Mary Yamashiro Otani 1923-2005 By TOM BUTT

Friday October 28, 2005

Mary Otani was born in Berkeley to hardworking immigrant parents from Okinawa. One of six children, she was a good student, and loved to play basketball. As a student at UC Berkeley, Mary was already interested in social justice, and worked with other YWCA students to support fair housing legislation. 

When World War II broke out and Japanese Americans were expelled from their homes and sent to camps, Mary’s family stayed in a horse stall at Tanforan race track, then were sent to an internment camp in Topaz, Utah. At camp there were no educational facilities for college students. A Quaker group, the Forum on Reconciliation, arranged for students to be placed in colleges away from the West Coast. Mary went to Boston University. There she met Bill, who was in the U.S. Army studying Japanese language at Harvard. They married before Bill went off to serve as a medic in Europe. In August, they celebrated their 61st anniversary. 

Mary’s early interest in fair housing has been a lifelong concern. She worked in the office of the housing project where they lived to make sure the housing was racially integrated. She followed housing issues for years, most recently working on land trusts and renter’s rights. 

Mary always put her family first. When her three children were young, she kept to their schedule by being the secretary to the elementary school principal. She organized volunteers in the school library, helped with PTA, Cub Scouts and Brownies. She worked for many years at the Consumer’s Cooperative grocery store’s Kiddie Corral, a unique service of quality child care while parents shopped. For years she arranged her schedule around fixing lunch every day for her elderly father. 

Mary’s interest in the community extended to many areas. Whenever she saw a need, she found others who wanted to work on it and helped coordinate the effort to accomplish innovative solutions. At a time when the public schools did little to prepare students for world citizenship, Mary and others at the Unitarian Church organized a summer program that introduced children to the cultures of the world through positive experiences with language, food and customs. 

Her involvement in the community touched many areas. She helped establish a senior center in Richmond Annex and supported saving land for parks in Richmond. For the League of Women Voters, she worked on many issues, monitoring the City Council and Port Commission. Each election, she worked on preparing the pros and cons stating the candidates’ positions on the issues.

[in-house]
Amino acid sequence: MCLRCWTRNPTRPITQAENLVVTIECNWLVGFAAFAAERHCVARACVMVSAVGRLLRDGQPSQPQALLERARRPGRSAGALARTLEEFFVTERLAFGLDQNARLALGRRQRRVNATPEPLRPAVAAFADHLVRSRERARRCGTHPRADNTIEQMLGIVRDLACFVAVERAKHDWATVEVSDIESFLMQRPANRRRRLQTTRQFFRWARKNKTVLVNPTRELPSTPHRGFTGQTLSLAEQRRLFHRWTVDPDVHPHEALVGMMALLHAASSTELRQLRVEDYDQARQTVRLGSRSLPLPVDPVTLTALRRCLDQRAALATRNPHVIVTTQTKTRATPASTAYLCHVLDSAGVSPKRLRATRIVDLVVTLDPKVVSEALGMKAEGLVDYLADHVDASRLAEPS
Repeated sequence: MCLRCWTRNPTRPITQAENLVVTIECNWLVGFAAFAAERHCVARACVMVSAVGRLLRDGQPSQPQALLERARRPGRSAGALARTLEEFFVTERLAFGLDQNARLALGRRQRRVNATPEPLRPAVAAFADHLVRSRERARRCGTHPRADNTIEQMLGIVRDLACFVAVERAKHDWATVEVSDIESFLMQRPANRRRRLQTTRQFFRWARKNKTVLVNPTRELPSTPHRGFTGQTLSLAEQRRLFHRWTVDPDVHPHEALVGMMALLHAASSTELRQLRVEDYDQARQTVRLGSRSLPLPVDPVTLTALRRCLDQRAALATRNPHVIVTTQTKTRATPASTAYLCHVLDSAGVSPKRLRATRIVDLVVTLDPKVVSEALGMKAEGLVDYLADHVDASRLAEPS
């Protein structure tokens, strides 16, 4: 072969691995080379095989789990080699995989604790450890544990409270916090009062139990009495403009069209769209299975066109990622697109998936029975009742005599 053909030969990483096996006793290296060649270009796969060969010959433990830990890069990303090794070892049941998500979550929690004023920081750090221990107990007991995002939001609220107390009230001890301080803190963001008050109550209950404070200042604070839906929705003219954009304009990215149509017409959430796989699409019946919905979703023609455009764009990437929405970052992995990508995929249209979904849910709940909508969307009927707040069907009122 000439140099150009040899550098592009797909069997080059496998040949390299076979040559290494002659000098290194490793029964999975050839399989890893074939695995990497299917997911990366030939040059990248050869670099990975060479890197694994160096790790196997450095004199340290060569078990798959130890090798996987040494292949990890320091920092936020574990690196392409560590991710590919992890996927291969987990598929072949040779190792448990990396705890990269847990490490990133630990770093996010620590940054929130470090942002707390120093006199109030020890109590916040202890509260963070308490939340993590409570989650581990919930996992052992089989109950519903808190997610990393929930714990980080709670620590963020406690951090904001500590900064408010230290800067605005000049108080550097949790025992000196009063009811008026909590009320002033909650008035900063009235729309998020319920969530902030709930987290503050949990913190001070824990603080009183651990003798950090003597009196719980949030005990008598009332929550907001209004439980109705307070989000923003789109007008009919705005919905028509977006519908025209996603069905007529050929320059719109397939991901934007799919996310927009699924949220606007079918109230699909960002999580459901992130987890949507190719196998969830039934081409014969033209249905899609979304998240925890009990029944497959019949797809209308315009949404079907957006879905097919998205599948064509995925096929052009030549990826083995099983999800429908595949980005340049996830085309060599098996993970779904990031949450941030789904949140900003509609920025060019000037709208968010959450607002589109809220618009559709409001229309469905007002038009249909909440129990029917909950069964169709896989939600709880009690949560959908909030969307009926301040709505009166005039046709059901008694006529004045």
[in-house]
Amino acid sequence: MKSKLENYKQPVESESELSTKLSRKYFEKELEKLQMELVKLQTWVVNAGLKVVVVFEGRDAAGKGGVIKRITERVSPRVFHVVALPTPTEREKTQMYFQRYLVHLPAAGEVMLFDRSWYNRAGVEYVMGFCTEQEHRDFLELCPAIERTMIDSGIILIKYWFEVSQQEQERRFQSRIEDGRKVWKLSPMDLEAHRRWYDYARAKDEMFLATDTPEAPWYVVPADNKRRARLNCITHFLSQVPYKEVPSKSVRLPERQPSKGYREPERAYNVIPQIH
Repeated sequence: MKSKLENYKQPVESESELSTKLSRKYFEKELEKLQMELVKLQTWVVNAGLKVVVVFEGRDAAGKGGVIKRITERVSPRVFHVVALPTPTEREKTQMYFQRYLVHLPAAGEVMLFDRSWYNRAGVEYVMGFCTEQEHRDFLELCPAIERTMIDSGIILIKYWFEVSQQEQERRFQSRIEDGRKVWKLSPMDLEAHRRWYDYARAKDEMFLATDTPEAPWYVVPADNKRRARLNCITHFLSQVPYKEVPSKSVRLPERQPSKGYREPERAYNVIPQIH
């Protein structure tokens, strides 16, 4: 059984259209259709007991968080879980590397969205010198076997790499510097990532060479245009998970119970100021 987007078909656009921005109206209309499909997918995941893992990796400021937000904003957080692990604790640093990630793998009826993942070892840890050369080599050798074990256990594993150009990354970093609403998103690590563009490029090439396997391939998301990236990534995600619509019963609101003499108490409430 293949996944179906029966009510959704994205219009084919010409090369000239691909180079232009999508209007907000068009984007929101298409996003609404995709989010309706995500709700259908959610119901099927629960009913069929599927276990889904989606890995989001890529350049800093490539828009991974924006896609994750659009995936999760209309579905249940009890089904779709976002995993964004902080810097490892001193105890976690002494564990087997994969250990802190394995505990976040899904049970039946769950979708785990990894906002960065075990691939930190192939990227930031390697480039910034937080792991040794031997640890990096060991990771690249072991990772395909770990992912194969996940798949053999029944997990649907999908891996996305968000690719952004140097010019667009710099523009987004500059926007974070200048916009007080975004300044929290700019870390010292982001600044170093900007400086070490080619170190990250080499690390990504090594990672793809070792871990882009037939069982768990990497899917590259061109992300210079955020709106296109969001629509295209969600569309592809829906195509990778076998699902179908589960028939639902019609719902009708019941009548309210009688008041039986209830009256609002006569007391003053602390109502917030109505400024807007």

Mary had a dedication to looking out for the well being of everyone, especially the less represented. When the U.S. government apologized to Japanese Americans who were interned and paid reparations, Mary and friends organized a scholarship fund with their money to provide scholarships to Southeast Asian immigrant students to help those who are the first in their families to go to college. 

Cooperatives were another theme in Mary’s life that shows her belief in the power of people working together. She and Bill were early members of the Berkeley Coop grocery stores. (Bill even worked in the produce department for a short time.) Their children went to co-op pre-school and she organized a family cooperative swim group that rented the Albany pool and swam there for years. She worked on a co-op approach again with organizing a buying club for groceries, an effort to provide reasonably priced food to Richmond families that ultimately developed into the Richmond Farmer’s Market. Mary also served on a number of Richmond commissions and committees. 

The Farmer’s Market represented Mary’s down to earth values. She believed in the power of people coming together to work for the common good. She was committed to improving everyone’s access to basic needs like food, shelter, education and health care. Lani Herrmann, a friend from the Farmer’s Market, has said that Mary was a kind of “glue” that quietly brought people together. Throughout her life she worked to build a community that was a better place for everyone. 

Mary’s life will be celebrated Nov. 25 at 3 p.m. at Cragmont School Multipurpose Room, 830 Regal Road, Berkeley. 


Tom Butt is a member of the Richmond City Council.